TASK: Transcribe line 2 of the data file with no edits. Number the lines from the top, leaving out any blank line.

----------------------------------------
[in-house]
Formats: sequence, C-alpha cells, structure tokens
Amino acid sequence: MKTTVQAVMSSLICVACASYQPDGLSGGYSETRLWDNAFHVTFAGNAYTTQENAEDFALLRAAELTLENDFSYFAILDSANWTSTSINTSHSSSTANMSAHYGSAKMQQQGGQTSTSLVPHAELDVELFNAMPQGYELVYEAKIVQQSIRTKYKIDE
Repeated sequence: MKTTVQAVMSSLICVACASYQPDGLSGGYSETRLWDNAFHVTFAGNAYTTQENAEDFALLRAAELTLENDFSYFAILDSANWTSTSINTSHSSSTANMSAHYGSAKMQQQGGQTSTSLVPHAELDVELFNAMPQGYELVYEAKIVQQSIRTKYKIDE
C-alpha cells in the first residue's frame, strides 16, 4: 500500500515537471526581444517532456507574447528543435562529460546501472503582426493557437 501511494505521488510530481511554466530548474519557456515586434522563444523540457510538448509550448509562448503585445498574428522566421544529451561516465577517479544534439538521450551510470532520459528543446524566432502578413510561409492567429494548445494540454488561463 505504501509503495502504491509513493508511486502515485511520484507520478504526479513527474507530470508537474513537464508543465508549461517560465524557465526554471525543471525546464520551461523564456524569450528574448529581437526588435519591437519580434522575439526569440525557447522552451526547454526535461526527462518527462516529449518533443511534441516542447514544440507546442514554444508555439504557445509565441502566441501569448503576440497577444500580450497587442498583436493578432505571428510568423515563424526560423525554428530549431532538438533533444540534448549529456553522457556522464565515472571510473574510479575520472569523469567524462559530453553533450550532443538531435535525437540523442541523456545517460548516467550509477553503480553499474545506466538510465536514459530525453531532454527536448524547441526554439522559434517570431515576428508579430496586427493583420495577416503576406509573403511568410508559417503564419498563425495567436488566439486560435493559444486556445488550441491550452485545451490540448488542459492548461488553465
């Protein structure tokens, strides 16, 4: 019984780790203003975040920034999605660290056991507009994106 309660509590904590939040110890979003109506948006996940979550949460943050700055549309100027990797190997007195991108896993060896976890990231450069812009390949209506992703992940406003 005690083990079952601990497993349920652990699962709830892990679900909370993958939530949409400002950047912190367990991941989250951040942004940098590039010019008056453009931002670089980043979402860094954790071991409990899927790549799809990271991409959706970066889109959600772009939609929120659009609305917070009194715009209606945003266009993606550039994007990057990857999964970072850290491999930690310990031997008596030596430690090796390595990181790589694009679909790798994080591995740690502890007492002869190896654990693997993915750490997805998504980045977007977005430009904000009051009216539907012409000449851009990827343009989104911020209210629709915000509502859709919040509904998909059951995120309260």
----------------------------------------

Formats: sequence, C-alpha cells, structure tokens